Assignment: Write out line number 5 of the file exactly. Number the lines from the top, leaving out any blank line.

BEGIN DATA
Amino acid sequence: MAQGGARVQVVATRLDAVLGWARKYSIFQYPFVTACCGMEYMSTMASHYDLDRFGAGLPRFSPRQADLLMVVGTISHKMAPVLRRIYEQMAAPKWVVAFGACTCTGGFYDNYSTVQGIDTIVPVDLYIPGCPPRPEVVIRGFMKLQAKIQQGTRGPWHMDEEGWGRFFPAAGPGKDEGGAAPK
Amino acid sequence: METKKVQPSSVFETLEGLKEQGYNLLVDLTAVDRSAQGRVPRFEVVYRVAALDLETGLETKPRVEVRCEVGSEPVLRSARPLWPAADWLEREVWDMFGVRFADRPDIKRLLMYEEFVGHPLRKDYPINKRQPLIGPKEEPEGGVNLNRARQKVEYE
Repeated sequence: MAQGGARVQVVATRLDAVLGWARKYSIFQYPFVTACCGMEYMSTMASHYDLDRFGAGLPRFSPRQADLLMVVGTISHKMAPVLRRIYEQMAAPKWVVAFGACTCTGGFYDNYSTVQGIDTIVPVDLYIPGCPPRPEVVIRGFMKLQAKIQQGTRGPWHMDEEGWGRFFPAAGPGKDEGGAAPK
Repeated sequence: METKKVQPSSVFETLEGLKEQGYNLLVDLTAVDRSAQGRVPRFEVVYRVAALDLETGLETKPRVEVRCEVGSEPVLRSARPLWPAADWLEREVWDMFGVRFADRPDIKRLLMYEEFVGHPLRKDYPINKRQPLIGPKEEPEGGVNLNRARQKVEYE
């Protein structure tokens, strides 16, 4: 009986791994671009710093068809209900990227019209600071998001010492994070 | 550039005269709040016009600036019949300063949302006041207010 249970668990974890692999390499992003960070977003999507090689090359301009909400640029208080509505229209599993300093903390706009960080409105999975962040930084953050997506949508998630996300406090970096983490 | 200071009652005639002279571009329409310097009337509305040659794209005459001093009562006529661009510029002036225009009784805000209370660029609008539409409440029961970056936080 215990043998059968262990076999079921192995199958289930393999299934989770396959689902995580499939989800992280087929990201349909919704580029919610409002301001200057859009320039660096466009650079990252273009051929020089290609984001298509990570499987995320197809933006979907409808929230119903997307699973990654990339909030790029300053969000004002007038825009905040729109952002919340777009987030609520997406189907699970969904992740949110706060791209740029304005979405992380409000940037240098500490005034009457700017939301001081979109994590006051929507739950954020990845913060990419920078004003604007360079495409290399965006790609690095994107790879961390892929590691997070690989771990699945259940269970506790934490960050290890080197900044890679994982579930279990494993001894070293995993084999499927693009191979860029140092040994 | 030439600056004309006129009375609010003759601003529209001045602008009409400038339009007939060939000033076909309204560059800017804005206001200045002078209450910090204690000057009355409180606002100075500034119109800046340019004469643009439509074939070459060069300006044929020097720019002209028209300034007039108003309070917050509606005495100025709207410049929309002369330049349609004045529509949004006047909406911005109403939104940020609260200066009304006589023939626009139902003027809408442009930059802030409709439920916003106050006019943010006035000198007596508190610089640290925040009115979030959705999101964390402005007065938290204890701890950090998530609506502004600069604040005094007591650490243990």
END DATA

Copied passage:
């Protein structure tokens, strides 16, 4: 009986791994671009710093068809209900990227019209600071998001010492994070 | 550039005269709040016009600036019949300063949302006041207010 249970668990974890692999390499992003960070977003999507090689090359301009909400640029208080509505229209599993300093903390706009960080409105999975962040930084953050997506949508998630996300406090970096983490 | 200071009652005639002279571009329409310097009337509305040659794209005459001093009562006529661009510029002036225009009784805000209370660029609008539409409440029961970056936080 215990043998059968262990076999079921192995199958289930393999299934989770396959689902995580499939989800992280087929990201349909919704580029919610409002301001200057859009320039660096466009650079990252273009051929020089290609984001298509990570499987995320197809933006979907409808929230119903997307699973990654990339909030790029300053969000004002007038825009905040729109952002919340777009987030609520997406189907699970969904992740949110706060791209740029304005979405992380409000940037240098500490005034009457700017939301001081979109994590006051929507739950954020990845913060990419920078004003604007360079495409290399965006790609690095994107790879961390892929590691997070690989771990699945259940269970506790934490960050290890080197900044890679994982579930279990494993001894070293995993084999499927693009191979860029140092040994 | 030439600056004309006129009375609010003759601003529209001045602008009409400038339009007939060939000033076909309204560059800017804005206001200045002078209450910090204690000057009355409180606002100075500034119109800046340019004469643009439509074939070459060069300006044929020097720019002209028209300034007039108003309070917050509606005495100025709207410049929309002369330049349609004045529509949004006047909406911005109403939104940020609260200066009304006589023939626009139902003027809408442009930059802030409709439920916003106050006019943010006035000198007596508190610089640290925040009115979030959705999101964390402005007065938290204890701890950090998530609506502004600069604040005094007591650490243990």